A party girl whose life is in a downward spiral slows things way down to attend a 10-day, silent meditation retreat, and spiritual enlightenment ensues.
Should you see it?
After endless traveling, unenthusiastic university study and a summer as a bartender, Devon More realized that she needed to turn her life around. In order to do this, she signed up for a ten-day silent meditation retreat, even though she’d never meditated in her life. This decision is shocking, even now, given that More is a ball of restless energy and it’s very hard to imagine her managing to sit still for hours at a time.
More is a very energetic performer, and draws you in with her positivity. And yet, her energy changes throughout Silent Party Interlude; it starts out as frantic and all over the place, and ends as calm and contained. Her way of moving is captivating, and Silent Party Interlude definitely includes some physical comedy. After all, this is a show about a hyperactive party girl attempting to meditate for ten days straight.
Silent Party Interlude is punctuated by More’s original songs, which are a nice way of emphasizing her development over the retreat. Her songs are adorable and folksy, and she has a bit of an Ani Difranco spoken word styling to her voice. The narrative did feel like it ran a little long at some points. This is a story that is linear by nature, but it could have used some breaks from its structure to make it more compelling.
This is a show that anyone who has ever been post-grad can identify with; the feeling of not knowing where to go next, the fear of living life as a real adult, and the retreat into pursuits like drinking and sex in order to distract us from living out our life purpose. Silent Party Interlude will make you want to find your own inner peace. After all, if Devon More found it, why can’t we?
Devon More’s music is catchy. I left Silent Party Interlude with the songs in my head for the rest of the day. Also, as a musician, the rhythm’s of her speech in many monologues are lyrical to the point of almost being music themselves. This, plus the command she has over her body and very long limbs, makes More very entertaining and a treat to watch.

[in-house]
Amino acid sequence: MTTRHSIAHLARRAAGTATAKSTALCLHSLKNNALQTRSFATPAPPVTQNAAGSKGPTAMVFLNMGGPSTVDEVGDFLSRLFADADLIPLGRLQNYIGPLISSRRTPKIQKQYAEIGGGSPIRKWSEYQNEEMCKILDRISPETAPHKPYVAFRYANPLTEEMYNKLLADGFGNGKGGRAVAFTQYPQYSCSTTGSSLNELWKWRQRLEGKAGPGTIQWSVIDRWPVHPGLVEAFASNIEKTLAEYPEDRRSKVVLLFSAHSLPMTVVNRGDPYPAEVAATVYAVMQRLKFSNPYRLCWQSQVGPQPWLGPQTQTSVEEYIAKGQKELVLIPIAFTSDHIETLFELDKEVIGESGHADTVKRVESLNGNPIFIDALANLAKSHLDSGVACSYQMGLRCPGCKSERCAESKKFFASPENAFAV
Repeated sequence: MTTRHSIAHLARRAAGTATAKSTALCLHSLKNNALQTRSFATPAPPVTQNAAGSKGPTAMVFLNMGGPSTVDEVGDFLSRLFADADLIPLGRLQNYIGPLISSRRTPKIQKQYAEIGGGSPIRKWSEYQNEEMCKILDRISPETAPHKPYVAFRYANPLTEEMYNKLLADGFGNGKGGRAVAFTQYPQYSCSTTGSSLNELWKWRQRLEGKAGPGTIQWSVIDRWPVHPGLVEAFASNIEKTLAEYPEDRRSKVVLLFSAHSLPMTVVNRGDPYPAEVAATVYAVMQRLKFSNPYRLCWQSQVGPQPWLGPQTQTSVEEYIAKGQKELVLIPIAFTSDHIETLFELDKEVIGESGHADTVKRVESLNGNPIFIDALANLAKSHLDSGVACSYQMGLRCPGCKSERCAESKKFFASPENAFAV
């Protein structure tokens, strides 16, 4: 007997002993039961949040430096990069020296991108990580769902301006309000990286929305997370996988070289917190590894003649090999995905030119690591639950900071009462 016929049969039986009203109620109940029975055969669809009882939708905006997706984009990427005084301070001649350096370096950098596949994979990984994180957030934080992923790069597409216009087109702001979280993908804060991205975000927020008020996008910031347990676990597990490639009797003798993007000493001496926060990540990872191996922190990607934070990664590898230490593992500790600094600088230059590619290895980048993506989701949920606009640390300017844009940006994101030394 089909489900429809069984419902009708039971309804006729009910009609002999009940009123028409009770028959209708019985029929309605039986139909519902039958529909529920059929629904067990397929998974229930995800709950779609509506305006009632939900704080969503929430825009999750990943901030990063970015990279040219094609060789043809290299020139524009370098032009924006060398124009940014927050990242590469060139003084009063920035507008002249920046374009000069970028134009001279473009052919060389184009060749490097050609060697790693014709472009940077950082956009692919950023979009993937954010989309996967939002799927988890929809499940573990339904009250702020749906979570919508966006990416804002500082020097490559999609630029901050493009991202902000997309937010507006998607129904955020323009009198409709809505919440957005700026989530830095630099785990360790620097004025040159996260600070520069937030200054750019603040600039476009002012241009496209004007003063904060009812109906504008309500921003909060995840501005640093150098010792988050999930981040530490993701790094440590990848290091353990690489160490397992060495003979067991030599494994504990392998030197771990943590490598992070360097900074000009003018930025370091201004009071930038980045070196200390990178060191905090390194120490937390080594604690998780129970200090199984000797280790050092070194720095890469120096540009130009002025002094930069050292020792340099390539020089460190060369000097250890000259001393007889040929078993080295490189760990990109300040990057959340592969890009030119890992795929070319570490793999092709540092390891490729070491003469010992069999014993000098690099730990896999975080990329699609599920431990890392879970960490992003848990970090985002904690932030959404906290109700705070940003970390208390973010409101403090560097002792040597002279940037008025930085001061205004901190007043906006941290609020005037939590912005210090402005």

The flipside in Silent Party Interlude is the downtime. When Devon keeps the pace up, through those monologues and songs, the show sails along. In the slower moments in between, partly because it’s a slower story, it feels slow. It feels strange to say about a play about meditation, but had the pace been kept clipping along, Silent Party Interlude would have been more of a party, less of an interlude.
I love Devon More’s music and was thoroughly excited to see this show. Unfortunately, there are only a handful of songs interspersed throughout the hour and they don’t really fit in with the narrative. Silent Party Interlude is neither a musical (like Burnt at the Steak or Kitt and Jane) nor a concert with dialogue (like Love + Hate or Cherry on Top). Instead, it’s a play with random songs that didn’t really make sense to me. Unlike Valerie, I obviously didn’t think they emphasized the character’s development – although they were definitely adorable and folksy.
I agree with Valerie’s assessment that the narrative ran long and could have used some breaks from structure to engage the audience. Personally, from the way More’s been advertising the show, I expected a deeper and more interesting exploration of her subconscious and her journey into self-discovery instead of an actual dramatization of ten days of silent meditation.
Another reason I didn’t find this show to be effective was that I didn’t have a good sense of what More was like before her pre-meditation days. She talked a lot about it and showed us a little, but I didn’t get a real sense of conflict or confusion or existential crisis. The reason a friend telling you a story is engaging is because you know and care about that friend. I didn’t get that connection here.
This show has a coffeehouse feel to it, which isn’t bad, but the way it’s told feels more you’re listening to a rambling friend recount their vacation and less like you’re witnessing a storyteller at work. There are more effective storytelling shows at the Fringe and there are better musical shows at the Fringe, so I’d suggest Silent Party Interlude only to those people curious about what it’s like to spend 10 days in silence by yourself.
What did you think of Silent Party Interlude? Did you identify with the post-grad existential crisis? Which song was your favorite? Join the discussion in the comments below!
For more information on Silent Party Interlude, including show times and how to get advance tickets, visit the show page on OttawaFringe.com: http://ottawafringe.com/tickets/silent-party-interlude/